Before we get into the May sky watching events, I would like to introduce you to the American Meteor Society, or AMS for short (www.amsmeteors.org). This non-profit scientific organization was formed in 1911 to “inform, encourage, and support research activities of both amateur and professional astronomers who are directly interested in meteoric astronomy.” A quick scan of the links provided on their menu page on their website leads one to a host of information about meteors and fireballs. By definition, a ‘fireball’ is a very bright meteor, usually brighter than magnitude -4 (which is about the same magnitude of the planet Venus). Fireballs will often leave a visible trail that may last several seconds after it passes. This information is provided because on April 9, 2022, my son and I observed a fireball while driving home from the Houghton area.
We were about five miles outside of Greenland, MI traveling SW on M-26 from Twin Lakes.. At first glimpse, I saw a fast moving object in the upper left corner of the windshield and my first thought was, “Airplane.” By the time I called my son’s attention to it, the object was half way across our field of view. It disappeared behind the tree line to our right, now trailing a bright streak that covered half of the open sky ahead of us. The ‘head’ of the streak seemed to be widening as if the meteor itself was starting to break apart. The path seemed to be mostly parallel to the horizon in front of us and after a few seconds, the bright trail it left behind faded. A quick look at the dashboard clock told us it was 9:40 p.m. EDT. Noting the SW direction we were traveling, my first impression was the meteor’s direction of travel seemed to be toward the NW.
As soon as we got home, I looked up the AMS site and clicked on the ‘report a fireball’ link. The system they use for reporting observations has been greatly simplified in the last decade, so anyone familiar with filling out on-line forms or surveys can easily navigate ths site. The form begins by telling you the kinds of things you should NOT report. It then asks if you have a photo or video of the event. When it asked for our location, I entered ‘M-26, Greenland, MI 49929’ which produced a ‘person’ icon located in the middle of downtown Greenland. I was able to move the icon down M-26 to the approximate location where we saw the fireball.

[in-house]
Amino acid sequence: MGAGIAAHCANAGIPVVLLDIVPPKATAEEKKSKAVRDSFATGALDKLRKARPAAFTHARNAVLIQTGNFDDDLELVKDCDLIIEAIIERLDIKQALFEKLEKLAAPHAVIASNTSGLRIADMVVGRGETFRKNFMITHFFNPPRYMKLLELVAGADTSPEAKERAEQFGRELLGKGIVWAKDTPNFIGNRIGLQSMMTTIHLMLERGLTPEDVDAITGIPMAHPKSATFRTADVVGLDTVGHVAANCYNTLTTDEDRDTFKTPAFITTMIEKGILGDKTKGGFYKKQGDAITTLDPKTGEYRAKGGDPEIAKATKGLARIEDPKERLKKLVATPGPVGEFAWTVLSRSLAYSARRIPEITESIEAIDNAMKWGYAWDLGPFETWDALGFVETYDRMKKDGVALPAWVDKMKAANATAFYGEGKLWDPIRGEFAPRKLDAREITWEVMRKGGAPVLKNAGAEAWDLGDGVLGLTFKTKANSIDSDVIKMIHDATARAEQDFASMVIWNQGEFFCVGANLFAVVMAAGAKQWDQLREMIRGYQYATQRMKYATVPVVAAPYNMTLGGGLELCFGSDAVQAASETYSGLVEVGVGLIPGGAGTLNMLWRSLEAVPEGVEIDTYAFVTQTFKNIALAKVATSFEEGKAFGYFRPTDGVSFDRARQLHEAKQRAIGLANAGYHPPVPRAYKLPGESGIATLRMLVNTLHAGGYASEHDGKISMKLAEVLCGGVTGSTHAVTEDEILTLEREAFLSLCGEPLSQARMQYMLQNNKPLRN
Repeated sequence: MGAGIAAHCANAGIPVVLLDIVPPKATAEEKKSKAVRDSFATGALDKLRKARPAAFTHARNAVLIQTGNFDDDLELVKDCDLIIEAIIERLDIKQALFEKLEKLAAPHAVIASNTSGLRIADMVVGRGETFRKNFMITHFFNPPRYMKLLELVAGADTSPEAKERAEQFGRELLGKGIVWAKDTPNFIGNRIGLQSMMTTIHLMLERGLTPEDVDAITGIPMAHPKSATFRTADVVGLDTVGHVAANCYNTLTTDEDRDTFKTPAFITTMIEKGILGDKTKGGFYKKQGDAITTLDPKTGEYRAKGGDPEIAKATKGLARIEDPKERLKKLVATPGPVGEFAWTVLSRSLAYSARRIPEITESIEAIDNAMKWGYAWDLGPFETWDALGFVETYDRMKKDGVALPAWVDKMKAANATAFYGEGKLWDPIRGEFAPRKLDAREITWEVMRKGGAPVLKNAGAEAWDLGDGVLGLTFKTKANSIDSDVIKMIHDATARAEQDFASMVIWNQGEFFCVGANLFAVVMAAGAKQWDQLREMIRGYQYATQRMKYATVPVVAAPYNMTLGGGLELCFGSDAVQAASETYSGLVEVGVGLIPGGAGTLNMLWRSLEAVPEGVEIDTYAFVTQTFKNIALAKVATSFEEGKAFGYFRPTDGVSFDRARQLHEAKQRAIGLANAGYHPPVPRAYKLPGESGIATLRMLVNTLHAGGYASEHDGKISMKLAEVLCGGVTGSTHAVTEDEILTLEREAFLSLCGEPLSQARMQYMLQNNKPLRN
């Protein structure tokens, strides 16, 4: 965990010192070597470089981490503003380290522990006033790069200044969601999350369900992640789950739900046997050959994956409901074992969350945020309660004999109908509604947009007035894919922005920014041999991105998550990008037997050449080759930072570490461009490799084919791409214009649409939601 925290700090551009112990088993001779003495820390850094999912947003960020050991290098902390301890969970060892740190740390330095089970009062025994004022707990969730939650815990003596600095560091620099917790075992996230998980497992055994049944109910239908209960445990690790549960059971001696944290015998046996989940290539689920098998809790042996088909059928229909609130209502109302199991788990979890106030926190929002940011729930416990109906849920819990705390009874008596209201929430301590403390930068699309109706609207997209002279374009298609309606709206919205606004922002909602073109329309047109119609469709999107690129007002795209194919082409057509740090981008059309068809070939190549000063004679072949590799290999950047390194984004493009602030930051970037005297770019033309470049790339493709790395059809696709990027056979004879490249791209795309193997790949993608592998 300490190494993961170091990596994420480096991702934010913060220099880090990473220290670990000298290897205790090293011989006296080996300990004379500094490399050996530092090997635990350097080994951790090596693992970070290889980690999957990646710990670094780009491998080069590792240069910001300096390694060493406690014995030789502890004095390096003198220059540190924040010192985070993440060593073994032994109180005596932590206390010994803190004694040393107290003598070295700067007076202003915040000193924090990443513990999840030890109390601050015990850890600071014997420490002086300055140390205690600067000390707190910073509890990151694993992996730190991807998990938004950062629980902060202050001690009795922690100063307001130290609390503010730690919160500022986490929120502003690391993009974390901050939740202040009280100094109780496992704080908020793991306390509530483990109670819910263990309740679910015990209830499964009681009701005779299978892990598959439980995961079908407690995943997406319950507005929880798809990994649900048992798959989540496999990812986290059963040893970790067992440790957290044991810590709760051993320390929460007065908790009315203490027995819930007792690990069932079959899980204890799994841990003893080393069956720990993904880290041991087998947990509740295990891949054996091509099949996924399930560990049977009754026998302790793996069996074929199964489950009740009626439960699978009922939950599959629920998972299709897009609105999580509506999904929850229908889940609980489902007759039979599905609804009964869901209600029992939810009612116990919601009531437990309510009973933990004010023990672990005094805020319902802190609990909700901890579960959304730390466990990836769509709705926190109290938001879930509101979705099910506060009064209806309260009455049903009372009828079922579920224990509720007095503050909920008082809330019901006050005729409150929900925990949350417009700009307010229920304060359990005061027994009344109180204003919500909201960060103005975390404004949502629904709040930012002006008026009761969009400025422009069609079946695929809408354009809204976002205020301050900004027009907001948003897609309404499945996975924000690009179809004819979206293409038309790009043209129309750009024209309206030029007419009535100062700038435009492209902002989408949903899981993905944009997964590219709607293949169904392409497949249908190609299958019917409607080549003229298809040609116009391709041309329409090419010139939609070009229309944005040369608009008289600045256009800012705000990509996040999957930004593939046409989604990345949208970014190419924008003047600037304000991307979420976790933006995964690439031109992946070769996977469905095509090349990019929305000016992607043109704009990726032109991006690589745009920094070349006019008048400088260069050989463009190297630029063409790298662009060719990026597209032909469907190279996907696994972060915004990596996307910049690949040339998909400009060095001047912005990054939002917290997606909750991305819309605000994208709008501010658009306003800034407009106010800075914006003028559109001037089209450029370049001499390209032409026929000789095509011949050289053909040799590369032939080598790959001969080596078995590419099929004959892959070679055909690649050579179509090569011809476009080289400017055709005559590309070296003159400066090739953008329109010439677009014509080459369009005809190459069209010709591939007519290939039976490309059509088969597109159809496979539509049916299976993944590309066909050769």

The site walks you through specific questions about your observation (each section provides very clear instructions about what they are asking for so one does not need a PhD of any kind to provide the information requested). With the form completed, they inform you the observation is now PENDING and will be published in their ‘fireball log’ when compiled.
By the next morning, there had been over thirty observations recorded from Iowa, Minnesota, Wisconsin, Illinois, and Michigan (including ours from Greenland). By late afternoon, the number of recorded observations had climbed over 300. The map provided was so covered with icons showing the observer’s locations, it was impossible to see the ‘trajectory arrow’ that had been calculated. Filtering out all but six of the locations uncovered the arrow and gave us a bit of a surprise. From our vantage point, we had guessed it may have crossed Lake Superior. The combined observations showed it first appeared where the southern border of Minnesota meets the western border of Wisconsin (roughly 250 miles as the crow flies from Greenland) and was indeed traveling in a northwesterly direction. One can visit the AMS site and find the information about this event in their ‘fireball log’. If you click on the ‘person icon’ in the upper right, it will provide the information we reported about the whole event.